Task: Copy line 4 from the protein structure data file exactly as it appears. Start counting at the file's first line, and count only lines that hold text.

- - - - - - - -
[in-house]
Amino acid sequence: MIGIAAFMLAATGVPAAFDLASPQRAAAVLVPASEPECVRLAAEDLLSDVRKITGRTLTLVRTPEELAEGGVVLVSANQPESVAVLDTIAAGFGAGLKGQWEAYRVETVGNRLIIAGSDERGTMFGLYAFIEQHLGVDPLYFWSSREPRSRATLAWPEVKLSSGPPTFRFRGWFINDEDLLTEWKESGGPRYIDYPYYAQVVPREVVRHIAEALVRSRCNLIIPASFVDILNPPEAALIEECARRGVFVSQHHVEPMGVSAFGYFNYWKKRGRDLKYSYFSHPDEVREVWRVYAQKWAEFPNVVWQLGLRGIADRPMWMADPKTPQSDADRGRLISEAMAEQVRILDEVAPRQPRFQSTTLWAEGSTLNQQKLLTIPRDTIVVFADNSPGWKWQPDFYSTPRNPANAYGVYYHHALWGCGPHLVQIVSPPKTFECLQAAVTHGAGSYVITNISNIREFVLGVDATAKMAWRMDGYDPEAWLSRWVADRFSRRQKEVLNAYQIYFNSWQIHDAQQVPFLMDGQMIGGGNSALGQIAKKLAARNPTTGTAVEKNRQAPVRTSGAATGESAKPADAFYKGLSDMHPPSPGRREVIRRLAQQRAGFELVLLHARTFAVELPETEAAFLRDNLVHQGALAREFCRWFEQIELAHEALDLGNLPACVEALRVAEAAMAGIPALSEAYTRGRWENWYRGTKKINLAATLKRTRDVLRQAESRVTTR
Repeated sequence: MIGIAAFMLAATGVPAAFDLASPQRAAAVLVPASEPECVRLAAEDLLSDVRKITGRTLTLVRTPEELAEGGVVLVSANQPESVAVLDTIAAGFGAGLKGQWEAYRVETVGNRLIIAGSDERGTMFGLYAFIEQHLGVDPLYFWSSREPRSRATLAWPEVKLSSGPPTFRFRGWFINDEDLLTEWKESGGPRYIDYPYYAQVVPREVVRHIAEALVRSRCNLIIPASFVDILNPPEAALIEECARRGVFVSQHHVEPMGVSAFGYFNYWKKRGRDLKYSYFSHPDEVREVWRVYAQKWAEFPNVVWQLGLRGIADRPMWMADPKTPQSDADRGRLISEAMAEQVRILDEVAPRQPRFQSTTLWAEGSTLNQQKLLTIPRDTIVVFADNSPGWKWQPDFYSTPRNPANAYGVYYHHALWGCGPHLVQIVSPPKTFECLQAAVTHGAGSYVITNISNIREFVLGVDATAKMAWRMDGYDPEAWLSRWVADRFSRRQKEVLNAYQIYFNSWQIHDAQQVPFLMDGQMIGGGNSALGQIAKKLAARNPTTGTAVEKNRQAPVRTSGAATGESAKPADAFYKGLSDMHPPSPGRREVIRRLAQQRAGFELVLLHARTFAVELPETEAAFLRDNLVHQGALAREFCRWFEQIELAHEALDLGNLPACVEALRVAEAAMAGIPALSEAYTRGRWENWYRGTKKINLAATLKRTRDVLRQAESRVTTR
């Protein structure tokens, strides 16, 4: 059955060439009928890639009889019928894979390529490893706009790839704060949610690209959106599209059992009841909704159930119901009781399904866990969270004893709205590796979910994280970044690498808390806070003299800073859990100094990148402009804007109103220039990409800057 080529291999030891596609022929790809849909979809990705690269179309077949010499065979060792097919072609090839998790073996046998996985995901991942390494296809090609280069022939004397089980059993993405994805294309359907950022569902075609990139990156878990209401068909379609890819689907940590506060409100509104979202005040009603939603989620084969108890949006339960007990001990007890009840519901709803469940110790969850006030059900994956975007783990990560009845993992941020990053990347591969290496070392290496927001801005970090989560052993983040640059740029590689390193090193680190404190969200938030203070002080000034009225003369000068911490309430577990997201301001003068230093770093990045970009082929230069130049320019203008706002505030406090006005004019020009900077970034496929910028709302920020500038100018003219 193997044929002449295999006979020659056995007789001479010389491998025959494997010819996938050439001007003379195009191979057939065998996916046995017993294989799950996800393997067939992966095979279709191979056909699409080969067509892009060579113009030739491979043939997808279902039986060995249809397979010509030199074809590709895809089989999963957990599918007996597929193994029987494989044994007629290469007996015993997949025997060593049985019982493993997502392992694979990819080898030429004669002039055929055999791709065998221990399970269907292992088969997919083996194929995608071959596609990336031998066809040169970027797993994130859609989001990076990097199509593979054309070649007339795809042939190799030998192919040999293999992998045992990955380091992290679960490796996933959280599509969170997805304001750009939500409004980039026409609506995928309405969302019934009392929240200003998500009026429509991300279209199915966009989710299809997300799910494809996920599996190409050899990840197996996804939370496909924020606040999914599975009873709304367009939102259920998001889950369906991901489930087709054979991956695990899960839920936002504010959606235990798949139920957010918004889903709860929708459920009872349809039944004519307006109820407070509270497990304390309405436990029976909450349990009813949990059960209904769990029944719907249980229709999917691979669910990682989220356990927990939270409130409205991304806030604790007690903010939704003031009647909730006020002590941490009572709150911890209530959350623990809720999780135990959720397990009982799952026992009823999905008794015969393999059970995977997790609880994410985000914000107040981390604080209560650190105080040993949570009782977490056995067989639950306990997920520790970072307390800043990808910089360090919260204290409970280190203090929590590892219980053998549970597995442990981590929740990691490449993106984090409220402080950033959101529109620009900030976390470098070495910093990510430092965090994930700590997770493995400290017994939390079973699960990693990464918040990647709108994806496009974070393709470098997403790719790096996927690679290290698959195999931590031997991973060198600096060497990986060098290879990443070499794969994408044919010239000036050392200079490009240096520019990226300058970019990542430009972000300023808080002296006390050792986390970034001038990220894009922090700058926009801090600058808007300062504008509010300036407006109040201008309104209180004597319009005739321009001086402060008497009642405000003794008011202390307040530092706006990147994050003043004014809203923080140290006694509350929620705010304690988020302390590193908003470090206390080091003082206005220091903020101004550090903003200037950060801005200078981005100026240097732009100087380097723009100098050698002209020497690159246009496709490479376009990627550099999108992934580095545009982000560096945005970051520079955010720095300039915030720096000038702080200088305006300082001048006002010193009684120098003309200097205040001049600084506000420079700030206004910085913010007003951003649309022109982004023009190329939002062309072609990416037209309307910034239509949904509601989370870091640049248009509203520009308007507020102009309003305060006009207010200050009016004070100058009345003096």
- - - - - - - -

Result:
């Protein structure tokens, strides 16, 4: 059955060439009928890639009889019928894979390529490893706009790839704060949610690209959106599209059992009841909704159930119901009781399904866990969270004893709205590796979910994280970044690498808390806070003299800073859990100094990148402009804007109103220039990409800057 080529291999030891596609022929790809849909979809990705690269179309077949010499065979060792097919072609090839998790073996046998996985995901991942390494296809090609280069022939004397089980059993993405994805294309359907950022569902075609990139990156878990209401068909379609890819689907940590506060409100509104979202005040009603939603989620084969108890949006339960007990001990007890009840519901709803469940110790969850006030059900994956975007783990990560009845993992941020990053990347591969290496070392290496927001801005970090989560052993983040640059740029590689390193090193680190404190969200938030203070002080000034009225003369000068911490309430577990997201301001003068230093770093990045970009082929230069130049320019203008706002505030406090006005004019020009900077970034496929910028709302920020500038100018003219 193997044929002449295999006979020659056995007789001479010389491998025959494997010819996938050439001007003379195009191979057939065998996916046995017993294989799950996800393997067939992966095979279709191979056909699409080969067509892009060579113009030739491979043939997808279902039986060995249809397979010509030199074809590709895809089989999963957990599918007996597929193994029987494989044994007629290469007996015993997949025997060593049985019982493993997502392992694979990819080898030429004669002039055929055999791709065998221990399970269907292992088969997919083996194929995608071959596609990336031998066809040169970027797993994130859609989001990076990097199509593979054309070649007339795809042939190799030998192919040999293999992998045992990955380091992290679960490796996933959280599509969170997805304001750009939500409004980039026409609506995928309405969302019934009392929240200003998500009026429509991300279209199915966009989710299809997300799910494809996920599996190409050899990840197996996804939370496909924020606040999914599975009873709304367009939102259920998001889950369906991901489930087709054979991956695990899960839920936002504010959606235990798949139920957010918004889903709860929708459920009872349809039944004519307006109820407070509270497990304390309405436990029976909450349990009813949990059960209904769990029944719907249980229709999917691979669910990682989220356990927990939270409130409205991304806030604790007690903010939704003031009647909730006020002590941490009572709150911890209530959350623990809720999780135990959720397990009982799952026992009823999905008794015969393999059970995977997790609880994410985000914000107040981390604080209560650190105080040993949570009782977490056995067989639950306990997920520790970072307390800043990808910089360090919260204290409970280190203090929590590892219980053998549970597995442990981590929740990691490449993106984090409220402080950033959101529109620009900030976390470098070495910093990510430092965090994930700590997770493995400290017994939390079973699960990693990464918040990647709108994806496009974070393709470098997403790719790096996927690679290290698959195999931590031997991973060198600096060497990986060098290879990443070499794969994408044919010239000036050392200079490009240096520019990226300058970019990542430009972000300023808080002296006390050792986390970034001038990220894009922090700058926009801090600058808007300062504008509010300036407006109040201008309104209180004597319009005739321009001086402060008497009642405000003794008011202390307040530092706006990147994050003043004014809203923080140290006694509350929620705010304690988020302390590193908003470090206390080091003082206005220091903020101004550090903003200037950060801005200078981005100026240097732009100087380097723009100098050698002209020497690159246009496709490479376009990627550099999108992934580095545009982000560096945005970051520079955010720095300039915030720096000038702080200088305006300082001048006002010193009684120098003309200097205040001049600084506000420079700030206004910085913010007003951003649309022109982004023009190329939002062309072609990416037209309307910034239509949904509601989370870091640049248009509203520009308007507020102009309003305060006009207010200050009016004070100058009345003096």